So no presents for you under the plastic then! I'm glad really - that larvae you found could be the larvae of a moth or butterfly because its not immediately recognisable as a leatherjacket, but might have been. What's odd is you found it actually under the lawn, and that isn't at all typical of moth larvae.
First, I'd note that your lawn is cut way too short - I know you said you had the mower on the highest setting, but perhaps there's something wrong with your mower, because, for this time of year, it is too short. I do see lots of what could be dandelions - inspect the lawn thoroughly and decide whether the ratio of weeds and moss to turf is greater than the amount of grass. If it is, you might want to consider stripping it out, including weed roots, preparing the area and laying new turf.
Otherwise, I don't know what kind of regular maintenance routine you've carried out over the previous years, but now is the time to apply a lawn feed, so use a granular preparation with a moss killer, but not a weedkiller - apply at the rates indicated on the box, at least three days after cutting, and try not to overdose. If your soil is heavy, aerate the area by inserting a garden fork about every 9/12 inches, vertically and removing it at the same angle, then feed. Apply when the blades of grass are dry, but on a day when you know rain is due within 1-3 days.
In the meantime, get some Verdone Extra, which is a liquid lawn weedkiller - you'll need a can to mix it in. As the lawn starts to grow and the weeds are growing strongly, with entire leaves and looking lively and bushy, apply the Verdone according to the instructions on the bottle. The reason I suggest a separate weedkiller is because the standard Lawn Weed Feed and Mosskiller preparations are pretty hopeless at killing weeds in lawns, so although it's tedious to apply two different products, it will be more effective.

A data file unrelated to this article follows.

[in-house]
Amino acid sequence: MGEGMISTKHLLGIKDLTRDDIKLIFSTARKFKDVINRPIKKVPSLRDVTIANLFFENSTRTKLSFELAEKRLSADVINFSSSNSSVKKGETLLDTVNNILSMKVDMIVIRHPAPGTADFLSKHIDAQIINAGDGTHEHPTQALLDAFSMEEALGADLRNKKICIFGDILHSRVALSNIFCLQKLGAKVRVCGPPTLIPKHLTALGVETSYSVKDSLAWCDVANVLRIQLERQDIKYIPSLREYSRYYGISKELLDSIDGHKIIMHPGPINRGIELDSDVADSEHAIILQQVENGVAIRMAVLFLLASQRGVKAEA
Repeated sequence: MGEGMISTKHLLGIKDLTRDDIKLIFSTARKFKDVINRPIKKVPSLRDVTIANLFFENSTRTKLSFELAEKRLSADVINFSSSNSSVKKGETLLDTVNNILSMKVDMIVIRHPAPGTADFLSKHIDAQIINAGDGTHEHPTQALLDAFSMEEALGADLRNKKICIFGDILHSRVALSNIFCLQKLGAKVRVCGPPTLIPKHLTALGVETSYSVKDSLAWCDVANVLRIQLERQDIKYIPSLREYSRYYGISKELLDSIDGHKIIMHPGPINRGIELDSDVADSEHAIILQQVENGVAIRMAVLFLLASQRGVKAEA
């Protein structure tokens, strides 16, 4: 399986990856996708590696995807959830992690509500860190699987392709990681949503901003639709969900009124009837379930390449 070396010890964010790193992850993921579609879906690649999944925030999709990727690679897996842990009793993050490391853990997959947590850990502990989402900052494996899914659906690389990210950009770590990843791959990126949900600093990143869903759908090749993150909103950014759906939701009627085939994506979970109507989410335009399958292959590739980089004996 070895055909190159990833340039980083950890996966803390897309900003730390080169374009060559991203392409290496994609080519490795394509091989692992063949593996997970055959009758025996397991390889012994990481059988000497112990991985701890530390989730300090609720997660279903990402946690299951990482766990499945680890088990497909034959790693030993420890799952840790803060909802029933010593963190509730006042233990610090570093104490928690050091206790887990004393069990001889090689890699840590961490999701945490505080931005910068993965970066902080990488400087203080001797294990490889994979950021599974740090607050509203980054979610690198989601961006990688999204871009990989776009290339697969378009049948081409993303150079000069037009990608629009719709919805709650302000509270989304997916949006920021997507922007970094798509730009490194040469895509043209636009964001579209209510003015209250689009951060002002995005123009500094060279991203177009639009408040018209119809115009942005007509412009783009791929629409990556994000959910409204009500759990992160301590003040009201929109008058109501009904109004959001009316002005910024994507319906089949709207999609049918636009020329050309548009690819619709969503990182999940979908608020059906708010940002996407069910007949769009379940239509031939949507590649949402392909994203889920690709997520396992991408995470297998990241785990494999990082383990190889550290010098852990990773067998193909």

If any moss that's present turns black, rake it out, and if that leaves bald patches that are quite noticeable, you may need to reseed those patches, but that can't be attempted until six weeks after the chemical treatments have been applied. At this point, you could scarify the lawn - it will make it look pretty awful, but it should recover quickly.
Ensure the blade/s on your mower are good and sharp; raise the height of cut on your mower so that, after cutting, there's a good inch to inch and a half of grass growth left behind. Re-apply your lawn feed 6 weeks after the initial application, depending on the instructions on the box you buy, but do not use past July. Any feed after that should be an Autumn one.
If you want more guidance, there's a book called The Lawn Expert by D. G. Hessayon - you might find the library has a copy, or a charity shop, and last time I looked, there were copies available on Amazon and Ebay. Full retail price around £14, cheaper second hand. Although the chemicals mentioned within it may be out of date, the basic routines outlined in there are entirely valid and haven't changed - contains information on how to lay a lawn, recognise and treat problems, and maintain an ongoing good lawn, including topdressing.